Three on a Theme (and #ReadIndies): Nonfiction I Sponsored Last Year

Here in the UK we’re hunkering down against the high winds of Storm Eunice. We’ve already watched two trees come down in a neighbour’s garden (and they’re currently out there trying to shore up the fence!), and had news on the community Facebook page of a huge conifer down by the canal. Very sad. I hope you’re all safe and well and tucked up at home.

Today I’m looking back at several 2021 nonfiction releases I helped come into existence. The first and third I sponsored via Unbound, and the second through Dodo Ink. Supporting small publishers also ties this post into Karen and Lizzy’s February Read Indies initiative. All:

This Party’s Dead: Grief, Joy and Spilled Rum at the World’s Death Festivals by Erica Buist

A death tourism book? I’m there! This is actually the third I’ve read in recent years, after From Here to Eternity by Caitlin Doughty and Near the Exit by Lori Erickson. Buist’s journey was sparked off by the sudden death of her fiancé Dion’s father, Chris – he was dead for a week before his cleaner raised the alarm – and her burden of guilt. It’s an act of atonement for what happened to Chris and the fact that she and Dion, who used to lodge with him, weren’t there when he really needed it. It’s also her way of discovering a sense of the sacred around death, instead of simply fearing and hiding from it.

This takes place in roughly 2018. The author travelled to eight festivals in seven countries, starting with Mexico for the Day of the Dead and later for an exploration of Santa Muerte, a hero of the working class. Other destinations included Nepal, Sicily (“bones of the dead” biscotti), Madagascar (the “turning of the bones” ceremony – a days-long, extravagant party for a whole village), Thailand and Kyoto. The New Orleans chapter was a standout for me. It’s a city where the dead outnumber the living 10 to 1 (and did so even before Katrina), and graveyard and ghost tours are a common tourist activity.

Buist is an entertaining writer, snappy and upbeat without ever seeming flippant as she discusses heavy topics. The mix of experience and research, the everyday and the momentous, is spot on and she recreates dialogue very well. I appreciated the earnest seeking here, and would happily read a book of hers on pretty much any subject. (New purchase from Unbound)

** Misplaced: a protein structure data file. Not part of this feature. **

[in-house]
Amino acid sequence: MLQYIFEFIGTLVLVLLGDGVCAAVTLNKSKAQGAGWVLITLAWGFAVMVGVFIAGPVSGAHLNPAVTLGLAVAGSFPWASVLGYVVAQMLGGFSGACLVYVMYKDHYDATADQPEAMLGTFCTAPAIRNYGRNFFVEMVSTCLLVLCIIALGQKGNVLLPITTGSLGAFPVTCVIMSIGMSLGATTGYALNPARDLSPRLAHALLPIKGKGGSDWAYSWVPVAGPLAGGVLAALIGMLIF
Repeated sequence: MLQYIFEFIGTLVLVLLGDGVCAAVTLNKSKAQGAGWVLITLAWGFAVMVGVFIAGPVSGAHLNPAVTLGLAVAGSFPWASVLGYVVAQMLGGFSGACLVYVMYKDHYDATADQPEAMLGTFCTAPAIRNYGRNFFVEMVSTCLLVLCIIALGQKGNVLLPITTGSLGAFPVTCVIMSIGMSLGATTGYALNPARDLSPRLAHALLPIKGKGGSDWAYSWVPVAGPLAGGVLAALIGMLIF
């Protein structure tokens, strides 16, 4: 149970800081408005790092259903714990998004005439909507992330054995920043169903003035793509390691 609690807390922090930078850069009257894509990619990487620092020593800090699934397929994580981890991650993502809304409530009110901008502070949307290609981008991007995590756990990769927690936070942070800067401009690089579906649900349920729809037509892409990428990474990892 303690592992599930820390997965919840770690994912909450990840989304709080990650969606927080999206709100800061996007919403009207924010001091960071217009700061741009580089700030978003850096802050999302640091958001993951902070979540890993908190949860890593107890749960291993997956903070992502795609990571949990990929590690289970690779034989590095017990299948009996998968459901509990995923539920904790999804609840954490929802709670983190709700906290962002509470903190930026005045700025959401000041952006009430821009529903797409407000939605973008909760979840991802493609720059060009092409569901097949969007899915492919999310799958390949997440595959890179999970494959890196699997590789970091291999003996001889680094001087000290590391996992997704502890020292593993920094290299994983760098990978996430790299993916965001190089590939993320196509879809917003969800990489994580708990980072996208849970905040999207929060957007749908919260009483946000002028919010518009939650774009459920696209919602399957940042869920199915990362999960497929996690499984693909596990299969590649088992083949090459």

Trauma: Essays on Art and Mental Health, ed. Thom Cuell & Sam Mills

I’ll never learn: I left it nearly 10 months between finishing this and writing it up. And took no notes. So it’s nearly impossible to recreate the reading experience. What I do recall, however, is how wide-ranging and surprising I found this book. At first I had my doubts, thinking it was overkill to describe sad events like a break-up or loss as “traumatic”. But an essay midway through (which intriguingly trades off autobiographical text by Kirsty Logan and Freudian interpretation by Paul McQuade) set me straight: trauma cannot be quantified or compared; it’s all about the “unpreparedness of the subject. A traumatic event overwhelms all the defences laid out in advance against the encroachment of negative experience.”

The pieces can be straightforward memoir fragments or playful, experimental narratives more like autofiction. (Alex Pheby’s is in the second person, for instance.) Within those broad branches, though, the topics vary widely. James Miller writes about the collective horror at the Trump presidency. Emma Jane Unsworth recounts a traumatic delivery – I loved getting this taste of her autobiographical writing but, unfortunately, it outshone her full-length memoir, After the Storm, which I read later in the year. Susanna Crossman tells of dressing up as a clown for her clinical therapy work. Naomi Frisby (the much-admired blogger behind The Writes of Womxn) uses food metaphors to describe how she coped with the end of a bad relationship with a narcissist.

As is inevitable with a collection this long, there are some essays that quickly fade in the memory and could have been omitted without weakening the book as a whole. But it’s not gracious to name names, and, anyway, it’s likely that different pieces will stand out for other readers based on their own experiences. (New purchase from Dodo Ink)